Professor Emeritus of Physics at the University of Pittsburgh: Plutonium is constantly referred to by the news media as "the most toxic substance known to man." Ralph Nader has said that a pound of plutonium could cause 8 billion cancers, and former Senator Ribicoff has said that a single particle of plutonium inhaled into the lung can cause cancer. There is no scientific basis for any of these statements, as I have shown in a paper in the refereed scientific journal Health Physics (Vol. 32, pp. 359-379, 1977). In spite of the facts we have cited here, facts well known in the scientific community, the myth of Pu toxicity lingers on. The news media ignore us, and prefer to continue scaring the public at every opportunity.
Thomas Cochran has been working with the Natural Resources Defense Council since the 1970s to stop the use of nuclear power, particularly the kind that uses most of the potential energy and produces the lease amount of radioactive waste. This article shows his position in 2006. It would put the world back in the state it was in before there was plentiful nuclear energy. So many saviors would have the world using the least energy dense sources for electric power, transportation, industrial processes, heating and air conditioning. Too many nuclear energy professionals and most nuclear energy organizations are not sufficiently involved in the effort to have the public understand the tremendous benefits and the actual very low risks of nuclear energy. Fear mongering and simple statements sells well with the public.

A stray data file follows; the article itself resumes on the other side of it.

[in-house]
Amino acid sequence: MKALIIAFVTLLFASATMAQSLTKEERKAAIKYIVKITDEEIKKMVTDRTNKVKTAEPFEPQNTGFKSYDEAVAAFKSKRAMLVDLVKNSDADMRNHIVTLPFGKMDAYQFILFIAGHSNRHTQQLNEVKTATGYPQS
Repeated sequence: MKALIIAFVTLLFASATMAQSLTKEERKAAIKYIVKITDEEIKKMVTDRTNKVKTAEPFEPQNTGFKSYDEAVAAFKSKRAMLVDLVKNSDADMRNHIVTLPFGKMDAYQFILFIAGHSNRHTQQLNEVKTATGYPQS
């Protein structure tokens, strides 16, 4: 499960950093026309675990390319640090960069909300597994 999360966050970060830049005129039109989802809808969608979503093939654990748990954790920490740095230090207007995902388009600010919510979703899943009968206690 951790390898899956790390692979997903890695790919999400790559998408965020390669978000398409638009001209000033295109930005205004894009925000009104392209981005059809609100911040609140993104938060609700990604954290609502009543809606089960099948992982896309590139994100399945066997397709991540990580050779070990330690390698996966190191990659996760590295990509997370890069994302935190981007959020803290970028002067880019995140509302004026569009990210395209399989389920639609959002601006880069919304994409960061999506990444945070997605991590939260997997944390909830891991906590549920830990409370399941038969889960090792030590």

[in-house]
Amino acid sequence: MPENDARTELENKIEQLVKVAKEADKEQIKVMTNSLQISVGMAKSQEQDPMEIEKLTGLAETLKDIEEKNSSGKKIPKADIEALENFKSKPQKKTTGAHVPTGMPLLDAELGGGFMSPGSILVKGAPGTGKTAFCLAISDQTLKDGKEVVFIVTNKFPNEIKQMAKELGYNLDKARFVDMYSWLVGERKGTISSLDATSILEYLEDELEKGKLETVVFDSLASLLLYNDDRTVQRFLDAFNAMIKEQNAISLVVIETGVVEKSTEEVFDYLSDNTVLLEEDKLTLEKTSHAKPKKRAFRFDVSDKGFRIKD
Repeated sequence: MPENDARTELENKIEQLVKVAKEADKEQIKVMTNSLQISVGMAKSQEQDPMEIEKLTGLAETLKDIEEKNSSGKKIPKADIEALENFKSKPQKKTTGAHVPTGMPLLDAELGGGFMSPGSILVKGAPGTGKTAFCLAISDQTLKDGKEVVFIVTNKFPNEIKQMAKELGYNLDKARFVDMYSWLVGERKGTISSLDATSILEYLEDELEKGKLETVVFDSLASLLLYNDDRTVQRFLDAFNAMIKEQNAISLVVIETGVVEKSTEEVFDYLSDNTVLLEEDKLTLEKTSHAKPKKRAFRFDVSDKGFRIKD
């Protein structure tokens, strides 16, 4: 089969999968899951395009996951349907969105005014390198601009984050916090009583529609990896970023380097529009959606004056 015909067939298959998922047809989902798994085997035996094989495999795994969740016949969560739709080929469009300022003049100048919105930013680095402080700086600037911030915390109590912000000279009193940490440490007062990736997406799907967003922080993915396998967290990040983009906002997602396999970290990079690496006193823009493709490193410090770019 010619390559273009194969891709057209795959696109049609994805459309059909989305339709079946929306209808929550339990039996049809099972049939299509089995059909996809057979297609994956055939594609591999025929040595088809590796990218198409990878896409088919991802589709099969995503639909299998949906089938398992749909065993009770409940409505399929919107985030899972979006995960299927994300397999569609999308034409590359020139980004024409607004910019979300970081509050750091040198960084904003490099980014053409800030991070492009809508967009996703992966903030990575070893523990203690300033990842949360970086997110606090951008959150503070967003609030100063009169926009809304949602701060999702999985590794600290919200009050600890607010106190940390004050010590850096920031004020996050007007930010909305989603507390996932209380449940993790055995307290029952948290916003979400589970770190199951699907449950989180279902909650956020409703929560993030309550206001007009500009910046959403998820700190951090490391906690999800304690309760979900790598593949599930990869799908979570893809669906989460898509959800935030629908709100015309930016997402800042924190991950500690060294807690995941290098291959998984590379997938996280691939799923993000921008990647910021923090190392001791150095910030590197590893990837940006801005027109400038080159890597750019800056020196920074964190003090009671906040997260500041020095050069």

Michel Gay: Les réacteurs nucléaires surgénérateurs qui se développeront dans le monde après 2050 ne manqueront pas d’uranium pour fonctionner pendant plusieurs milliers d’années. En revanche, la production suffisante de plutonium pour démarrer ces réacteurs sera plus problématique, et elle constituera certainement le facteur dimensionnant de leur expansion.
Jerry Paul, nuclear engineer and attorney who served with the U.S. National Nuclear Security Administration: Completing the MOX Project is vitally important for America’s nuclear energy industry which has seen plants around the country close prematurely resulting in lost American jobs and a loss of an emission-free electricity supply. As our own nuclear supply chain atrophies, international rivals like China and Russia, surge ahead.